And the Magellan rushed onward to Earth. Too long had it been in the empty voids of eternal night. It craved the noise of humanity, the sweet sad songs of Earth: the crackle of a small, warm fire deep inside a distant forest; the incessant hum of pulsing, breathing cities; the wind forever whistling across desolate deserts of Artic ice; all this and more, it craved, like a moth craves the flame. And onward it ploughed, delirious with thoughts of union, ignoring the ominous premonitions that seemed to almost weigh down its sleek silver exterior.

And as the blue planet drew close enough to fill the Captain’s viewport, a shudder of horror ran through him and the crew that crowded around behind him. For the Earth was dark. Not the quiet, gentle dark of a new moon but the harsh darkness of life terribly extinguished. For none of the great cities of Earth were lit up. And the silence that greeted the navigators was the same silence they had lived with for thirty years; they knew it all too well.

And the Magellan cried out in anguish and frustration and its cries were heard by the cold, distant stars, and the cold, dark planet and it sobbed quietly as the infinite loneliness of space silently closed in upon it.

Inspired by the greatest short story ever written, Arthur C. Clarke’s Songs of Distant Earth.


Of Bensons and Dunhills

First published in the Grammarian, 2010.

GRAVEL crunches underfoot as the two boys gradually, deliberately, make their way up the mound of stones to the building. Bags of cement, bits of wiring and the odd construction tool litter the concrete floor. Although the streetlight’s glow barely reaches in, the boys continue, scarcely glancing at the ground. They reach the other end and sit opposite each other in the small opening. Ahead, the city stretches on. Above, the Karachi night sky glows with the pulsing beat of eleven million souls.

They sit in silence. In that gentle silence of old friends who know each other better than they know themselves. Far away, a dog barks once and is silent. And as the moon watches on, they begin to talk.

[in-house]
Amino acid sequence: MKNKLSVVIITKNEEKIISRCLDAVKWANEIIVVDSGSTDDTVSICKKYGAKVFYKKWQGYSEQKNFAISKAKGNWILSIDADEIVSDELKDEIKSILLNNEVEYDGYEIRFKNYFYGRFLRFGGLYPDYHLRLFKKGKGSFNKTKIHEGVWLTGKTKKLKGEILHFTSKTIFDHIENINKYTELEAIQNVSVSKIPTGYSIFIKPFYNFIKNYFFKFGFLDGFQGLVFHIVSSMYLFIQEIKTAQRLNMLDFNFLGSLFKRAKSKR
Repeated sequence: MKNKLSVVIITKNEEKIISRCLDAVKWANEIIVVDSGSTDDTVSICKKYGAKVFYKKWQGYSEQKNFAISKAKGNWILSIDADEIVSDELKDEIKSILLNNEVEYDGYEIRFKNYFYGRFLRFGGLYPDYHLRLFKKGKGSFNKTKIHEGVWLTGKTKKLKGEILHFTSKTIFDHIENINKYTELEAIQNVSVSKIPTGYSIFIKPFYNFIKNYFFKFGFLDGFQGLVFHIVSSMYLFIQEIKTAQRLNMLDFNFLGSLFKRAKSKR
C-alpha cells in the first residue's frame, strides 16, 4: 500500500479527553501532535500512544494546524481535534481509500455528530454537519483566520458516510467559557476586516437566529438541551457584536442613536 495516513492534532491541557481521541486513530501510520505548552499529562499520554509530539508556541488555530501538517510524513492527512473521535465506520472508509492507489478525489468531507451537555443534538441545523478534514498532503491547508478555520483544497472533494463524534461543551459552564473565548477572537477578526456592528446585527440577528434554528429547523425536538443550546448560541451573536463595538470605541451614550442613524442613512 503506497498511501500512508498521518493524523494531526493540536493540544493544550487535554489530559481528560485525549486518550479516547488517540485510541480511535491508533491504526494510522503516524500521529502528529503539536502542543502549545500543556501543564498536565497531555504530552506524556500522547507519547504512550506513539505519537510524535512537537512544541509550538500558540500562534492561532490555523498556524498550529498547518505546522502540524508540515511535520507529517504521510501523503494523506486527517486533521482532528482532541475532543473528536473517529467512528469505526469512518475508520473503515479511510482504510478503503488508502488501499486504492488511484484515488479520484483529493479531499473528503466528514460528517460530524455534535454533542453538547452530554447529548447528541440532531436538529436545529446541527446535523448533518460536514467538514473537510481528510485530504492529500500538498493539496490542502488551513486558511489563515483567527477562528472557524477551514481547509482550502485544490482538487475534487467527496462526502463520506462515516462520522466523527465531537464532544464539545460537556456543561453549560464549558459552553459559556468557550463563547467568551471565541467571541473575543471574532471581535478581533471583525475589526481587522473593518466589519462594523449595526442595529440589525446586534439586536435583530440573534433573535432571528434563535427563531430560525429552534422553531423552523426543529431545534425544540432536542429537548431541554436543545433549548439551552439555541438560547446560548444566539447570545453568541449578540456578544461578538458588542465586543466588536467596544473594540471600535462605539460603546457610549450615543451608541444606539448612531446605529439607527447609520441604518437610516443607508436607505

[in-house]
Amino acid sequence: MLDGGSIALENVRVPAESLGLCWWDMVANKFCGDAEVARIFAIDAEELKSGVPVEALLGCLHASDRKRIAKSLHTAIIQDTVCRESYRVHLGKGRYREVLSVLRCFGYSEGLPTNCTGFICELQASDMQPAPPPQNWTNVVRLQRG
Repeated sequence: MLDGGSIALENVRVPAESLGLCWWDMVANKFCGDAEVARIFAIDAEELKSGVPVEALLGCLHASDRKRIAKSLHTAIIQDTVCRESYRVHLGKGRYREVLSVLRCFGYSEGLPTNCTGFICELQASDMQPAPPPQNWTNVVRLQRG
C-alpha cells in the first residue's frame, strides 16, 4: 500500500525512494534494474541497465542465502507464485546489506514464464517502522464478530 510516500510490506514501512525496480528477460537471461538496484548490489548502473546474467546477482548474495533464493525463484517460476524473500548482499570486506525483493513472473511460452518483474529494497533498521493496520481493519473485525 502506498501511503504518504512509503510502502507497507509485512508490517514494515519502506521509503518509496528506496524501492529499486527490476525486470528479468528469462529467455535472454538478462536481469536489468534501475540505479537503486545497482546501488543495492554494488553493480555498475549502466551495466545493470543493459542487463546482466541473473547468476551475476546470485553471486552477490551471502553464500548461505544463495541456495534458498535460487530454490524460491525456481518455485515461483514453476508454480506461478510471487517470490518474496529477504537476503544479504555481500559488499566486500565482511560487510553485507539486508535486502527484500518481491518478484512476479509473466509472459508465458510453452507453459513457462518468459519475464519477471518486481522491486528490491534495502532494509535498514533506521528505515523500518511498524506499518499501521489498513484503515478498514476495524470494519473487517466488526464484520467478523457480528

They talk of all that boys their age talk of; of cars and cell phones, of grades and girls, of homework, tuitions and, of course, football.

One of them reaches into his pocket; a packet of cigarettes. He takes out a Dunhill and, carefully, places the rest of the pack on the rocky floor. A matchstick alights, casting its warm glow in the darkened skeleton of a room. Harsh concrete glares back at the intruding brightness. The cigarette is lit, the match thrown away, and the comfortable silence sets in once more.

He silently offers the Dunhill to his companion. His companion silently refuses. This is their routine, a tradition that has been enacted every night they meet, for as long as they can remember.

The city watches. A puff of smoke. A glowing cigarette end. The sound of silence. That’s all it sees.

The softly glowing point gets up and moves through the dark towards a wall. It illuminates the fading names sprayed with cheap, blue, fifty-rupee spray paint last summer. He runs his hand over the names. As if trying to revive them. All he succeeds in doing, is smudging them in further.

His companion stands too, brushes the dust off of his jeans and looks out at the indigo sky. The city glitters in the night, its shiny, glinting cars flit across the road taunting the solitude in the building.

The still smouldering stub of the Dunhill flies through the air. It lands in a corner next to more Dunhills, Bensons and the odd matchbox. It’s time.

Before they depart, they place the matchbox, half-open, on the floor. Then, they light their final match for the night and place it inside the half empty box. They watch as the fire burns, softly at first, then igniting into a blazing crescendo that turns into ash within moments.

In that flash of light they glimpsed many things beyond their years. They saw how insignificant life is, how transient and brief. But they saw too, how, for that instant, the impenetrable dark had been light up and, for a fraction of a moment, night had almost become day.

And then they turned away from the building, and walked onwards, till they were swallowed into the night.